Why with a camera built into the front view, people might shake off their old training and quit turning around, trust the little digital video, and come up with whole new ways of backing up into children.
“We haven’t done anything else to protect pedestrians,” said Clarence Ditlow, executive director of the Center for Auto Safety in Washington. “This is one thing we can do and should do.”If it weren't for the concision and frankness, I'd say that quote is the perfect manifestation of the mind of a bureaucrat. There are 3 chilling steps: 1. We haven't doing anything recently about X, 2. There is something we could do, and 3. We should do it.
The new requirement stems from a 2008 law, the Cameron Gulbransen Kids Transportation Safety Act, named for a 2-year-old boy who died in 2002 when his pediatrician father was backing a sport utility vehicle into their driveway....What about vehicles that are not large SUVs? The regulation applies to all cars. Also, you're supposed to turn around and look when you back up, not rely on mirrors.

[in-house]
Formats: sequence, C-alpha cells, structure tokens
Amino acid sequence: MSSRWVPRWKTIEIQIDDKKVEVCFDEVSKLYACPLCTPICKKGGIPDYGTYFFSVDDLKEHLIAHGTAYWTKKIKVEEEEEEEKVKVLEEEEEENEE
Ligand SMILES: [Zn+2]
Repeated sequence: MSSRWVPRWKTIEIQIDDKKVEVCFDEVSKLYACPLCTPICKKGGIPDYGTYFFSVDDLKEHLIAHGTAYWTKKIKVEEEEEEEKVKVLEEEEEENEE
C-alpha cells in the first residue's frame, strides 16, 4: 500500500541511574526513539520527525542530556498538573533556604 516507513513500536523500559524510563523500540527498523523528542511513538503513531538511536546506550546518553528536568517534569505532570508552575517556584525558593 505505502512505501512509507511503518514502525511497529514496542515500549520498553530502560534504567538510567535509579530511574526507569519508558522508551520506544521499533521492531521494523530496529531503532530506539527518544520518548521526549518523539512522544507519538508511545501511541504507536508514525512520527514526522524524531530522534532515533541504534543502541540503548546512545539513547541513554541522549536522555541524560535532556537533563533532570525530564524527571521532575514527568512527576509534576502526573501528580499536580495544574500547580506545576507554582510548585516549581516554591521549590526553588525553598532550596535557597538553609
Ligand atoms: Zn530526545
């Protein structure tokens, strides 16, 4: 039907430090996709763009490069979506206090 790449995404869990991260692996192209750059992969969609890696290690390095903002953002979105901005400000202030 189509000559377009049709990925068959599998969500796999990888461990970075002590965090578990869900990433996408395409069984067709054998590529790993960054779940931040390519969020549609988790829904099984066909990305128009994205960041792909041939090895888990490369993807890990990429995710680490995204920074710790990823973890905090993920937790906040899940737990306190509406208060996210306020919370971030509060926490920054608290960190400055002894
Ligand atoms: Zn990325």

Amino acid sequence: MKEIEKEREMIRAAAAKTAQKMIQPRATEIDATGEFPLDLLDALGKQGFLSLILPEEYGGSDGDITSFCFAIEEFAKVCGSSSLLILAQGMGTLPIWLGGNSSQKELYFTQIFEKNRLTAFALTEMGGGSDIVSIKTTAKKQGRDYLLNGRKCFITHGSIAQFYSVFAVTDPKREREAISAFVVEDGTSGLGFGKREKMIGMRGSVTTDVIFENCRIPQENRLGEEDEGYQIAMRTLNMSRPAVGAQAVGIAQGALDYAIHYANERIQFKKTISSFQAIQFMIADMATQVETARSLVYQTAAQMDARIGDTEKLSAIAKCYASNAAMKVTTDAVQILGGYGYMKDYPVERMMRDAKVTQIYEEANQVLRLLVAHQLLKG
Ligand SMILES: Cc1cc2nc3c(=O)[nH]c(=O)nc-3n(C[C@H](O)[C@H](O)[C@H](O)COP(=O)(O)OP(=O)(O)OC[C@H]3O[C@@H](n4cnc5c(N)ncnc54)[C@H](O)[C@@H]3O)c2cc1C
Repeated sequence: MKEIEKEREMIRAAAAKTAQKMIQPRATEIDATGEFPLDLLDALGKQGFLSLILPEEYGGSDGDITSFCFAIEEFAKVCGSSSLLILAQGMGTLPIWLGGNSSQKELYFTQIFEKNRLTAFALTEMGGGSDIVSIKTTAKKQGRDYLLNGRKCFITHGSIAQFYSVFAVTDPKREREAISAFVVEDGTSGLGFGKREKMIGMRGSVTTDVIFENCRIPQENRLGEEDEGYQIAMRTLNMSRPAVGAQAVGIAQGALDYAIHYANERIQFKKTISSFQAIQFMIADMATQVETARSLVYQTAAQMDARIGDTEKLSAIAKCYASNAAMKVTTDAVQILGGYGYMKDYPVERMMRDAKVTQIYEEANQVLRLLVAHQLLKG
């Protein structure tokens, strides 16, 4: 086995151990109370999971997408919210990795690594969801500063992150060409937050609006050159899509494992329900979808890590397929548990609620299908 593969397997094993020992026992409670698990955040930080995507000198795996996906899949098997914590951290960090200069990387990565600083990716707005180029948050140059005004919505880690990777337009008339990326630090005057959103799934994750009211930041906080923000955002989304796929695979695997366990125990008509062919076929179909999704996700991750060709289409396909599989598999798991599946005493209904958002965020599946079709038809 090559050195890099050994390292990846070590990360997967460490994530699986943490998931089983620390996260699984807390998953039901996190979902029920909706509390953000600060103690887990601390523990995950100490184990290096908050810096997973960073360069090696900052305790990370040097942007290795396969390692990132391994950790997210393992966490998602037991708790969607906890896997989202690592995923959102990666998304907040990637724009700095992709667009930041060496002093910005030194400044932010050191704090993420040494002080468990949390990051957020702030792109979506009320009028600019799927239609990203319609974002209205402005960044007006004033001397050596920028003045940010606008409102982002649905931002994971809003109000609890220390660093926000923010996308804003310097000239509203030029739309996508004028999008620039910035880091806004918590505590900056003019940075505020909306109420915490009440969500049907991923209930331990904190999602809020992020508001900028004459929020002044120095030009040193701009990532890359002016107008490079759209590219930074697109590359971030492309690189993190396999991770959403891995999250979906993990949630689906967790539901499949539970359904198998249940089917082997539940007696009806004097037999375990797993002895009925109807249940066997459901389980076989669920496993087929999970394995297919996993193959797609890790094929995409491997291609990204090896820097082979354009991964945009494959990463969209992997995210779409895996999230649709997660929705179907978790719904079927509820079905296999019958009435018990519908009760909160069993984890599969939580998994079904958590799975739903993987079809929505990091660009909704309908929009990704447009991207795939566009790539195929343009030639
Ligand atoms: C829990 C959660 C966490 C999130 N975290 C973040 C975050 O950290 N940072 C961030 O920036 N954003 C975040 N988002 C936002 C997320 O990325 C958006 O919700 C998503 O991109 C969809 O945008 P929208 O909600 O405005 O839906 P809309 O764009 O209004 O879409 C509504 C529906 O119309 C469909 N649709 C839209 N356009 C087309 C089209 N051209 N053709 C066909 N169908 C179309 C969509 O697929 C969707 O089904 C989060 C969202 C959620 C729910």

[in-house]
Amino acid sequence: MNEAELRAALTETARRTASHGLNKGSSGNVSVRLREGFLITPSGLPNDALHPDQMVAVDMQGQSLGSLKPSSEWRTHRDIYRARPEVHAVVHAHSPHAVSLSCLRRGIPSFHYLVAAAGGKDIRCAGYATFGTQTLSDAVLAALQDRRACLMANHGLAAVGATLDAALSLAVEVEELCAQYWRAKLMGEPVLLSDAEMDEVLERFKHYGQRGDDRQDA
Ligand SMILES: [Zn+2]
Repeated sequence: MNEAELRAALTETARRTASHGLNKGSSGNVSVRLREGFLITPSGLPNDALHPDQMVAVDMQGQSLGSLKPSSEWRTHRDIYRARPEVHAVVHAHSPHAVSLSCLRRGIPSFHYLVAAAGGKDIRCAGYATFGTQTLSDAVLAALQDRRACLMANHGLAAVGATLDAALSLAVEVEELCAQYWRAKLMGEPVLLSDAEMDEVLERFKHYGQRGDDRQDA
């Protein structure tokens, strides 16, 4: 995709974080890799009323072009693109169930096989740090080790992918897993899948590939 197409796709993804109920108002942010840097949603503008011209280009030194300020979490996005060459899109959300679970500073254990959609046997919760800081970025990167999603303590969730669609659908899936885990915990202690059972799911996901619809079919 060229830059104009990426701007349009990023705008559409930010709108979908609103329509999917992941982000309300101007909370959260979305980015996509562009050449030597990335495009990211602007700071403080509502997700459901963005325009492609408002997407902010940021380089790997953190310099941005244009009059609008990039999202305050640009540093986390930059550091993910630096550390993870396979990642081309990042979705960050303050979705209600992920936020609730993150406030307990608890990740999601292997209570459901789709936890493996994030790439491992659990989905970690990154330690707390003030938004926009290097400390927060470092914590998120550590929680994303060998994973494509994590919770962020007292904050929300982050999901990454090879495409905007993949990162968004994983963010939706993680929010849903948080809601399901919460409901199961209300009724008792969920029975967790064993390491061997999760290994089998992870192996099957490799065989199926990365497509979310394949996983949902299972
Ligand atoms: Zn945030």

In urging Congress to help reduce backover injuries, KidsAndCars created a public-service announcement showing that 62 children could fit behind a large S.U.V. without being visible to the driver in any of the mirrors.
Here's the very impressive KidsAndCars PSA that invokes deep fears:
ADDED: Now, the rule is being delayed. Today was the deadline, but it "may be delayed until after November's presidential election, regulators said."
The proposed rule, estimated to cost $2.7 billion, was listed as one of the five most expensive pending U.S. regulations in an Aug. 30 letter President Barack Obama sent to House Republican leaders.Wow. What a difficult problem! You've got the voters who empathize about children and voters who worry about too much regulation. What do you do? Obviously, you delay the rule. More study is needed.